On Friday, I was reading an article in Christianity Today entitled The Case for Early Marriage. The author proposes that perhaps one of the best solutions to evangelical concerns about the way singles (mis)handle their sexuality would be to encourage young Christians to marry earlier than the trend.
His rationale? Practically speaking, many other creative campaigning doesn’t work. Christians still fall into sinful sexual behavior. Further, the later women marry, the more challenging it is to make the most of their fertile years.
His concerns? Well-meaning Christians who might discourage young believers from getting married, suggesting that they need to wait awhile, but not acknowledging the repercussions of that.
If this is a topic of interest to you, the article is worth a read.
Here is my own reaction:
As an unmarried twenty-eight year old, I’d say that perhaps the easiest time to naturally cross paths with many other committed Christians is during high school or college years. As the author mentioned, pursuing marriage this young does mean that the couple would need to grow up together and that can be a challenge, but I trust that it could be a rewarding one and could cement a solid foundation for a strong Christian marriage.
For early marriage to work, like any other aim we might have for the next generation of Christians, it requires a community-level participation. It’s not just a matter of being raised in a good home or an upstanding church. Young folks have to see healthy marriages modeled in their neighborhoods from childhood on up. Lots of believers need to be praying for revival in the institution of marriage. In a culture marred by divorce, abortion, and single-parenting, who’s teaching kids that marriage is sacred and that it can actually work? Many young people are cynical about marriage because of what they’ve seen and experienced in their own homes.
Last week, I was talking to a friend about the trend of post-college Christian women marrying unbelievers. This deeply troubles me and yet, I can see why these things occur. As the article mentioned, oftentimes, there are fewer post-college age single committed Christian men in our churches than there are women. Sometimes women do stick it out trying to mingle among Christian crowds for several years, only to find that nothing pans out. Some Christian guys are thinking: they want to finish school, get a good job, establish themselves, feel ready, and meet the ideal woman. Meanwhile, women tend to be deeply relational and they know that their biological clock has some time constraints. So, sometimes in frustration and disappointment, women in their late twenties and beyond broaden their horizons in the search for a mate.
I’m not condoning this; I believe it is sin and that women who chose this pay a price that I’m personally not willing to pay for a husband. Still, it’s painful and sad to see that for some the options seem to be wait for years (maybe a lifetime) or settle for the prospect of a family with a man who loves her, but not the Lord. Frankly, it really rattles me that this happens, but I know of testimonies where God has provided abundantly for women who wait, sometimes with a godly husband and sometimes, with Himself.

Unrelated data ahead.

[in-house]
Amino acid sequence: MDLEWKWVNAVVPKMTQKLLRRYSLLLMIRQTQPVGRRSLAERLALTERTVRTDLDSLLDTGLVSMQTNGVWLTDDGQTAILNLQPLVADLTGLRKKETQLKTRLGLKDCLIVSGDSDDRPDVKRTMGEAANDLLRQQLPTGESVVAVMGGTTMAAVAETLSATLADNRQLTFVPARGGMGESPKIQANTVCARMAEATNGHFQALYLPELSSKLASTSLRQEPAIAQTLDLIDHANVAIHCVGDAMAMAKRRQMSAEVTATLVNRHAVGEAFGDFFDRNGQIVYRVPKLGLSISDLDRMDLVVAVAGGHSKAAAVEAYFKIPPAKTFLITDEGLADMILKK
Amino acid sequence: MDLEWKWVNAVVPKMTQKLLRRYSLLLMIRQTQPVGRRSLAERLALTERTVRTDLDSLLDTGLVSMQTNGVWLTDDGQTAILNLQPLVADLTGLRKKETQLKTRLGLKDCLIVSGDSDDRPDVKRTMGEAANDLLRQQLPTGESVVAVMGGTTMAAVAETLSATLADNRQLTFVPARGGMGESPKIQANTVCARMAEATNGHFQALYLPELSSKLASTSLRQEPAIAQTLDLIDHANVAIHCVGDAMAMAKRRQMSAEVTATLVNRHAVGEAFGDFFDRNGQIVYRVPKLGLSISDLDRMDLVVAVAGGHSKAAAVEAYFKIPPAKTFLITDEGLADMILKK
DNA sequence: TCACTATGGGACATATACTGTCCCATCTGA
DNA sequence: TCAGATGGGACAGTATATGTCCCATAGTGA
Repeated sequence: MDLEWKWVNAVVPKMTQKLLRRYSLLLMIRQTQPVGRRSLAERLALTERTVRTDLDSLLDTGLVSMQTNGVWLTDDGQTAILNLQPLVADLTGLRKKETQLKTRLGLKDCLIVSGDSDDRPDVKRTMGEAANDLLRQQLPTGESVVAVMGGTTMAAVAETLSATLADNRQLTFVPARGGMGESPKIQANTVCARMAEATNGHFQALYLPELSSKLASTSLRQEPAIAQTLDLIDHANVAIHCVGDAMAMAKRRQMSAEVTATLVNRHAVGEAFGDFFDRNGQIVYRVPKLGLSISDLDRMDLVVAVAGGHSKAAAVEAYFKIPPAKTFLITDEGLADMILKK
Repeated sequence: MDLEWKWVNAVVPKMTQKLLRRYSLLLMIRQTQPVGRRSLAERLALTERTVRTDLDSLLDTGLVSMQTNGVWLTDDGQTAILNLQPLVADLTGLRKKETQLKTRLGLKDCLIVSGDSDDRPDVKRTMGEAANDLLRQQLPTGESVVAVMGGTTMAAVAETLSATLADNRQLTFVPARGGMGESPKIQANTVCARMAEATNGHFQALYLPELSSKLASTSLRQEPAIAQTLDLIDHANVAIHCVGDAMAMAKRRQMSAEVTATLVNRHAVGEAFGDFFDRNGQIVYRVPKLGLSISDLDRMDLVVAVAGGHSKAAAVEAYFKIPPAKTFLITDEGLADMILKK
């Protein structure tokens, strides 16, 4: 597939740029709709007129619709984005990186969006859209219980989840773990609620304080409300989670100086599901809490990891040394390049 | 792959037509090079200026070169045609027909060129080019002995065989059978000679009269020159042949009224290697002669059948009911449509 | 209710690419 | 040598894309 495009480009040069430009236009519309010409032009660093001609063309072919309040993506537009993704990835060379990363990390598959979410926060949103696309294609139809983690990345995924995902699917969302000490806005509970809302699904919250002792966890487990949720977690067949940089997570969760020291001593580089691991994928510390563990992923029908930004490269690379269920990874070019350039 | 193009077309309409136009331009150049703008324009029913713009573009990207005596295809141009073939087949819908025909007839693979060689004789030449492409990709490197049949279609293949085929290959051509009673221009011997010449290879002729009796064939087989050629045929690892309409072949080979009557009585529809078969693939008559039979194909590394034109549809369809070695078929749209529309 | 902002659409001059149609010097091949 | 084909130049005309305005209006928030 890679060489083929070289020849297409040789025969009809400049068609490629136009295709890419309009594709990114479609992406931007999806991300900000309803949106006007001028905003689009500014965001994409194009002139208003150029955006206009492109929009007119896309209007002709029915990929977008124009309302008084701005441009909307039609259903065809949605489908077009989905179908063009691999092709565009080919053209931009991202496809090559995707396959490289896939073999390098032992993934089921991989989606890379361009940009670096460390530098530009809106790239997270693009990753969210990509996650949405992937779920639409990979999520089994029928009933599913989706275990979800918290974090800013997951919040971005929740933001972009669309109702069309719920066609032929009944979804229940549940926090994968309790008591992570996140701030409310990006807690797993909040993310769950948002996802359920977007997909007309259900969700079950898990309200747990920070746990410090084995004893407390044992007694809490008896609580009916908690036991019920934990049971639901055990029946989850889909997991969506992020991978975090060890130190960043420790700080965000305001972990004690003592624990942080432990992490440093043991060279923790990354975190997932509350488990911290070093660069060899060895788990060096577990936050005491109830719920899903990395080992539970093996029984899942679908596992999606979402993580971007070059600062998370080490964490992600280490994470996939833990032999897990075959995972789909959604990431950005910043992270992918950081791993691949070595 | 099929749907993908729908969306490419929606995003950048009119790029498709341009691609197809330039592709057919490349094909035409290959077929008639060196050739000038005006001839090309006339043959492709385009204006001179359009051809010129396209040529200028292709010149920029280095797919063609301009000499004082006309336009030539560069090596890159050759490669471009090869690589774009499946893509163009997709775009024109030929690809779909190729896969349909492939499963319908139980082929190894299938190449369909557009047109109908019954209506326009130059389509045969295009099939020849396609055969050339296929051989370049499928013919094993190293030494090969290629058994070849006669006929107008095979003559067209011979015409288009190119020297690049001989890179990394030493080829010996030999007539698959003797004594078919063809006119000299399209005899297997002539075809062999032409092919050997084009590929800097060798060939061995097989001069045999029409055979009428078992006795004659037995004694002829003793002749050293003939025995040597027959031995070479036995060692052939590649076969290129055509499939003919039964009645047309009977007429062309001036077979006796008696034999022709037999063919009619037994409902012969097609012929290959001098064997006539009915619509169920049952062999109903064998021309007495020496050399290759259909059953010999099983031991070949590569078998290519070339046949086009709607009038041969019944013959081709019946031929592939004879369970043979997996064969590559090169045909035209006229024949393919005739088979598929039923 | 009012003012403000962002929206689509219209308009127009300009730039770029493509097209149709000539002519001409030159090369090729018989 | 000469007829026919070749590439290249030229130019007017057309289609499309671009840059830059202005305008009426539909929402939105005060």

So, yes, early marriage is one potentially viable resolution to a problem that seems to grow deeper and more complicated as single Christians get older and find themselves still unmarried and grappling with the difficulties of sexuality.
What about those of us that are already past the early marriage option, though?
In principle, I’d like to see women take a stand for truth and resist the urge to get into relationships with unbelievers. I’d like to think that if enough women did this, it could encourage Christian men who are reluctant to marry to reconsider their approach.
I’d also like to see churches encouraging younger (and older) singles to get married, namely, teaching them about biblical manhood and womanhood. If young men were trained to be more willing to take initiative, lead, and make a commitment, this could have a very positive outcome. Likewise, if young women were trained to be more supportive of the roles of men in their lives, respectful about their efforts in leadership, and willing to be responders rather than initiatiors in dating, this could bring about some restoration to the pre-marital relationship process which has become confusing and in some instances, appears to have broken down entirely.
At the end of the day, though, these are generalizations and not specific solutions for personal stories of waiting and wondering if and/or when your time might come if you are a single, committed believer who wants to marry.
Whether or not more churches decide to make these matters a priority, or more young men and women step up to live biblically, in your personal case, I would say, God is still sovereign, He is still active and powerful, and He will continue to work in your life to bring about His kingdom purposes for His great glory. It’s my hope and prayer for the many precious single people I know that He will provide for each one in a way that will surpass their own hopes and dreams. In the meantime, some of us must ask God to show us what it means to rejoice and be glad in this very day that the Lord has made and trust Him for all that remains unseen.